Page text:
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What would be the easiest way to go about rsyncing the n newest files in a directory to a remote server?

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2 Answers 2

up vote 4 down vote accepted

The easiest way is to run zsh instead of bash.

rsync -a -- /path/to/directory/*(om[1,42]) remote-server:

In the parentheses, om orders files by reverse modification time (i.e. by increasing age), and [1,42] selects the first 42 matches.

If you want only regular files and not directories, add a . after the opening parenthesis. For more possibilities, look under “glob qualifiers” in the zshexpn man page.

If you want to match files in the directory tree rooted at /path/to/directory, rather than just inside that directory, use /path/to/directory/**/*(.om[1,42]). This will send all the files to the same directory on the target, though.

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Assuming you want to send files from the current working directory:

rsync `ls -tp | grep -v / | head -n <n>` <destination> <options>

will do the trick. For example:

rsync `ls -tp | grep -v / | head -n 10` user@host:/dest/dir/ --progress --compress

This will give an error if there are no files to be found in the current working directory, or if any of the top files contain spaces or other special characters.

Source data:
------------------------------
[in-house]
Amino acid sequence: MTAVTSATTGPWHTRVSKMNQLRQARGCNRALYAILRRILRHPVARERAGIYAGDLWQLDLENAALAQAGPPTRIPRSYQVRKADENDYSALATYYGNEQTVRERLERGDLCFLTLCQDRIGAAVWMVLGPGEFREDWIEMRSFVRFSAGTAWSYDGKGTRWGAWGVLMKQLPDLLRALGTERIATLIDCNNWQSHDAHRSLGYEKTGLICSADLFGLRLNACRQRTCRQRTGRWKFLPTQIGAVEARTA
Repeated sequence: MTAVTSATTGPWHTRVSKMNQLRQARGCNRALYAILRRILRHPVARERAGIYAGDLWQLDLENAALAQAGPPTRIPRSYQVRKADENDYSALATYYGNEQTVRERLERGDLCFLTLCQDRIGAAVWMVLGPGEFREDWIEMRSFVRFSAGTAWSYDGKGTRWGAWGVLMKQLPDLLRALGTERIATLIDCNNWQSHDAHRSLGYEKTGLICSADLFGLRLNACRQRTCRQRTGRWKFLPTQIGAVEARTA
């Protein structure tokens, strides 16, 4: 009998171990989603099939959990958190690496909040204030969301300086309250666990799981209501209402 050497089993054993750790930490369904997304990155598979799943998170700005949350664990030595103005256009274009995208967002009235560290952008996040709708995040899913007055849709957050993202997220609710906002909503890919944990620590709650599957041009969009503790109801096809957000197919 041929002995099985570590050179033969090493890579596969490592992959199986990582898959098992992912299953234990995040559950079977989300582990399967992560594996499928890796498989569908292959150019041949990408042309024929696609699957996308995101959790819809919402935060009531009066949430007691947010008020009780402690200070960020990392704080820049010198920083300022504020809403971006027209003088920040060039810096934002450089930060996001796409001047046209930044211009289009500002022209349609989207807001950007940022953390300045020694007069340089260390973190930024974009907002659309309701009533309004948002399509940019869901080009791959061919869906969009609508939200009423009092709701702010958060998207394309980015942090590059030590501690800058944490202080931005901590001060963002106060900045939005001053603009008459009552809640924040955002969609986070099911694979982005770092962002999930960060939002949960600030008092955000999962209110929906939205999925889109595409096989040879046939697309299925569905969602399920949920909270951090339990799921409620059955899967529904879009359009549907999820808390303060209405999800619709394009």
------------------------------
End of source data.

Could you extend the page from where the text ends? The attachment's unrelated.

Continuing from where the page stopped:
The ` characters around ls -tp | grep -v / | head -n <n> tell bash to run the commands and replaced them with the resulting file list as a space separated list. The -t option tells ls to sort by timestamp, the -p tells it to add a / after directory names and the grep part screens out lines ending / so you don't end up sending directories over. Add -c to the ls options if you want the newest files to be judged by creation time instead of modification time (though note that some programs will remove and replace files instead of updating them so ctime and mtime can be the same even though a file seems to have been around longer).

I'll not claim it is without doubt the easiest way but it would be the way I'd first think of.

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Do not use this command unless you know that the file names cannot contain any “special” character (whitespace, \[?*, control characters or non-ASCII characters). –  Gilles Nov 9 '10 at 0:06

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